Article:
Youth meeting at River #2. I believe the young man in the hammock has the best seat in the house.

Late in October, the northwestern Lutheran Youth Organization met for their biennial convention in the scenic setting of River #2.   Youth from the churches in the Freetown area gathered for this event.  I led the Saturday afternoon bible study on the theme for the weekend, “You shall love the Lord your God with all your heart, and with all your soul, and with all your mind… and your neighbor as yourself.”  (Mt. 22:37-39)  Pastor Levi-John gave the keynote address and spent the weekend with the youth as pastoral advisor.   The youth worshiped at Lord of the White Sands Lutheran Church with Pastor Yasim Turay on Sunday morning.

During my bible study, I assigned small groups the discussion questions: How do you know someone is a Christian? (What does a Christian look like?)

At the end of October the youth of St. Mark’s held their annual thanksgiving weekend.  They organized a bible quiz competition on Saturday afternoon with teams from other churches, and I served as quiz master as I have on numerous previous occasions. This year’s quiz was based on the gospel of Mark.   A musical competition followed later that evening.  On Sunday, the youth led worship at St. Mark’s, complete with musical contributions from other churches and the naming of a “career of the year.”  Accountants bested the medical field in this competition, winning the designation by collecting the most money from supporters with the very familiar envelope system (familiar anyway to anyone who has ever  lived here).

Samuel Davies preached at the St. Mark's youth thanksgiving. He is the president of the LYO there. He gave a very fine sermon for Reformation Sunday, calling on people to stand for truth in the face of corruption today.

For the past week, youth choirs from Freetown, Njala, and Bo have been learning the Krio liturgy, in preparation for the ELCSL General Assembly which starts tomorrow.  Representatives from all 23 congregations of the ELCSL will be meeting in Bo through Sunday, and I will be leading the bible study for three days on the theme “Let us rise up and build!” (Nehemiah 2:18)  As the Assembly meets,  I am particularly looking forward to hearing the church members join voices in singing for the first time the newly composed music for Lutheran worship in Krio.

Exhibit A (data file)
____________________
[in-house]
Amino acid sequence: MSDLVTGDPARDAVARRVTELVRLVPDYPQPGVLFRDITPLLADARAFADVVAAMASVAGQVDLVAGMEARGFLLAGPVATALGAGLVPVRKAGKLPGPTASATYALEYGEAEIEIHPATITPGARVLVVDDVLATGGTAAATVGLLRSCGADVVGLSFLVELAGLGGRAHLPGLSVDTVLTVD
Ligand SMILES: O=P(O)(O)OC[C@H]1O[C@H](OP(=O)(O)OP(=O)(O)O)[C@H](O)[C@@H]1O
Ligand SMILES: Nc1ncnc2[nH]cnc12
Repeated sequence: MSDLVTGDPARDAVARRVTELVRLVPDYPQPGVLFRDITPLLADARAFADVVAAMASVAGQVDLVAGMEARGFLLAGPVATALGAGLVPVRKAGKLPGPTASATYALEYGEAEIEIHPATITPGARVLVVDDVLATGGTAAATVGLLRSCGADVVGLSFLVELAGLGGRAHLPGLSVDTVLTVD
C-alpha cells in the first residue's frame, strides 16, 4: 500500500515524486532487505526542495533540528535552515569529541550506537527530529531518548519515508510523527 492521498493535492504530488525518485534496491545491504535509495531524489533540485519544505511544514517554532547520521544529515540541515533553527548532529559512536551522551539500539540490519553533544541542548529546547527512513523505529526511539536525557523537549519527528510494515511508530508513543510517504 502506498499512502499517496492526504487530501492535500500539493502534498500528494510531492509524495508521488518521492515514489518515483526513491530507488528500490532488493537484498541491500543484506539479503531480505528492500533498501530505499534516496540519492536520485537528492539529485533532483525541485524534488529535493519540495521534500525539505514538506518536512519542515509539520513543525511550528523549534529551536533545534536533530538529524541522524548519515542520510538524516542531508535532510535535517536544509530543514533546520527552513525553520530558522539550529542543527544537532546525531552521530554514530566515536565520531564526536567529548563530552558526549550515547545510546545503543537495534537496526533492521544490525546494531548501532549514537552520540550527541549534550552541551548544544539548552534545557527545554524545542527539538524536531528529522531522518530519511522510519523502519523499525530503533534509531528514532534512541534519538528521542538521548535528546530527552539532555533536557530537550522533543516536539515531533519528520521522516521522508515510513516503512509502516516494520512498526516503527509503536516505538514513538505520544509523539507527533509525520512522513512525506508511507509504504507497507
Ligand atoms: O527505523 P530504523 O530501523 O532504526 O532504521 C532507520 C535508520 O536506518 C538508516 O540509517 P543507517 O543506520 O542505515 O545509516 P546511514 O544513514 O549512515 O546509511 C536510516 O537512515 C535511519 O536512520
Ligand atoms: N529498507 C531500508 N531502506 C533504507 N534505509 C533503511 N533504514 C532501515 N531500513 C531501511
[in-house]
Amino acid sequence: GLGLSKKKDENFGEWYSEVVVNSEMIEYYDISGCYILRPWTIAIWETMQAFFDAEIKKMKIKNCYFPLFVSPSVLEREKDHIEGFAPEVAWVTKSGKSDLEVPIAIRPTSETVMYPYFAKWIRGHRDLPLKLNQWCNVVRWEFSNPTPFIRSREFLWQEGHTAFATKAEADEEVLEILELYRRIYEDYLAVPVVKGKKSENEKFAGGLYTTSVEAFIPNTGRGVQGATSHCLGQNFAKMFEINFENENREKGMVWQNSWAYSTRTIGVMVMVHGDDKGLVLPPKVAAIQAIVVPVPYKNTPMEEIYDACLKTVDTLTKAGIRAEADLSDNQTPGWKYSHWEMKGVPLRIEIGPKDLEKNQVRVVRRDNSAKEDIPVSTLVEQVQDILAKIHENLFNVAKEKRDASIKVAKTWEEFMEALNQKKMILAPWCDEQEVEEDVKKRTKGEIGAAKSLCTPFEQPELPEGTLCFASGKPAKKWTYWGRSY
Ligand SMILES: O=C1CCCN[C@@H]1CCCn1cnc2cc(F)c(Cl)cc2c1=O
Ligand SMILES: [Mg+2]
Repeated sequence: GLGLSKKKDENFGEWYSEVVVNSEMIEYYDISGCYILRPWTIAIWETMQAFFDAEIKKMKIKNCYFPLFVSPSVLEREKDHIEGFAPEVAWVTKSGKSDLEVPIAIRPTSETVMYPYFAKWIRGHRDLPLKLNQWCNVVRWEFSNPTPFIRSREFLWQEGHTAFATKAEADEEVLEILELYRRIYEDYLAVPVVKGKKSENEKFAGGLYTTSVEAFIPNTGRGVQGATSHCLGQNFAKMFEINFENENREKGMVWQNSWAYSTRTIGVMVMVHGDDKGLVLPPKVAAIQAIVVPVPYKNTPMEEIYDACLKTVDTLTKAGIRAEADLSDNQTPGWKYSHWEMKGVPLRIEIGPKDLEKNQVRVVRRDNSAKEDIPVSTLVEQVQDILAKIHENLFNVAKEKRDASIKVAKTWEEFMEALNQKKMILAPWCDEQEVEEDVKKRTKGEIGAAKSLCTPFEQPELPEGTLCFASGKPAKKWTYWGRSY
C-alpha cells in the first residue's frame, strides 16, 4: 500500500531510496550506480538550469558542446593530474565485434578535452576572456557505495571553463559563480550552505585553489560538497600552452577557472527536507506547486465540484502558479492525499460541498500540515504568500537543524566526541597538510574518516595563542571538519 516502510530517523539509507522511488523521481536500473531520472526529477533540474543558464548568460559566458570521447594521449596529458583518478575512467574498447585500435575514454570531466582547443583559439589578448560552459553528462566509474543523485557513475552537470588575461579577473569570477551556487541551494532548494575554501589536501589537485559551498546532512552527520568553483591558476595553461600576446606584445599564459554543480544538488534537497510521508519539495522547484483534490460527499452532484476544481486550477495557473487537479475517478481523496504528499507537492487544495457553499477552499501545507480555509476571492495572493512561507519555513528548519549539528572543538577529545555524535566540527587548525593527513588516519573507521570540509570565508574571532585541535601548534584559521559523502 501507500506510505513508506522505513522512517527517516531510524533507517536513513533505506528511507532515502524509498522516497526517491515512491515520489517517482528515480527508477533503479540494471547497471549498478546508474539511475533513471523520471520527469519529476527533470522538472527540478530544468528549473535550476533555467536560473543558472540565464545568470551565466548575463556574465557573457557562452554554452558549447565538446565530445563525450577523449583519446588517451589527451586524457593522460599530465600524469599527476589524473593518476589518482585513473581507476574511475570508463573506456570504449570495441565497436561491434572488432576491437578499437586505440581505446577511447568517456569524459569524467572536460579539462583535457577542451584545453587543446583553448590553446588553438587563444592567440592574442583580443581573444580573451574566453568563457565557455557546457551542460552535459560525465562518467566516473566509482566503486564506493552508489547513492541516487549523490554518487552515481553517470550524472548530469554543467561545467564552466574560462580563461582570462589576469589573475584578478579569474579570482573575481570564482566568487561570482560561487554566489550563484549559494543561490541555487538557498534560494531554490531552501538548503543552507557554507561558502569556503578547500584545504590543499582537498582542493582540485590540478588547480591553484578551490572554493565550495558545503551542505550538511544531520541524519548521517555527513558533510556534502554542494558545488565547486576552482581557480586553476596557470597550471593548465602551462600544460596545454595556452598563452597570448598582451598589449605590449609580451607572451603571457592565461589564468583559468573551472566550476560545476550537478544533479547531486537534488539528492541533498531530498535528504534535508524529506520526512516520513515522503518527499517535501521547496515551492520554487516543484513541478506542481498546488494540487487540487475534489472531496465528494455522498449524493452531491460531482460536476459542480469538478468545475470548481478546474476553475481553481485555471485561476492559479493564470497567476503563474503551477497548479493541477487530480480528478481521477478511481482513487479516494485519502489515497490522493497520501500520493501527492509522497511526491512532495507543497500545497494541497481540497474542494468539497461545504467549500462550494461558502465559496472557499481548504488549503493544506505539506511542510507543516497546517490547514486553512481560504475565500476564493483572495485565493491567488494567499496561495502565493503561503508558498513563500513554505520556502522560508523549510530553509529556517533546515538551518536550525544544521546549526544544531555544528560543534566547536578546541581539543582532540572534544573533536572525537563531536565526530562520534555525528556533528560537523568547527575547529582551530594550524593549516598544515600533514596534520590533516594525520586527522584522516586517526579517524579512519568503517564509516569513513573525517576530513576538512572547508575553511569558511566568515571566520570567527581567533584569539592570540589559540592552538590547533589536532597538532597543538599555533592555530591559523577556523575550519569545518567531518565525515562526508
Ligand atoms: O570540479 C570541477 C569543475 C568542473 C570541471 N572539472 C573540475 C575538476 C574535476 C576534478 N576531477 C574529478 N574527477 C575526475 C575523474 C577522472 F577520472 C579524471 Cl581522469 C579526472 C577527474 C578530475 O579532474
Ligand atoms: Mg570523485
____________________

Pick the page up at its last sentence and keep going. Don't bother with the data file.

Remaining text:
Driving Report

There is a certain sense of anarchy that shapes the experience of driving in Freetown.  I have been driving around town more than usual lately for a variety of reasons, and I can’t tell you how often I’ve said “this is crazy” or one of my passengers has uttered the same (“its madness!” “this is  insane!”)  Normally these mutterings come with the laughter of disbelief, but sometimes the anarchy gives way to collisions and more serious accidents.  While driving to and from  St. Mark’s in Calaba town on Sunday, we saw two separate motorcycle accidents and a very near miss between two poda-poda’s, with one van almost swerving into a crowd of people waiting for transport by the side of the road .  Prayers for safe journeys are always appropriate here!

The best way I can describe the experience of driving in Freetown is to say that it is like navigating through an obstacle course in a maze, all the while playing chicken with other cars, motorcycles, and pedestrians.  Narrow streets and too many cars equals congestion and chaos.

Typical congestion on Kissy Road, Freetown's primary east-west thoroughfare. At any given moment, hundreds of motorcycles navigate in both directions down the middle of the two lanes of traffic on this road. Bicycles, wheelbarrows and large, two-wheeled wagons are also common on this street.

Another typical driving challenge. Broken down vehicles, like this truck, are mostly fixed where they stop. The lane my driver wants to turn into - left off Kissy Road at Eastern Police -- is occupied as shown here, and by a white car i(if you look closely), first in a line of vehicles coming around the broken green truck.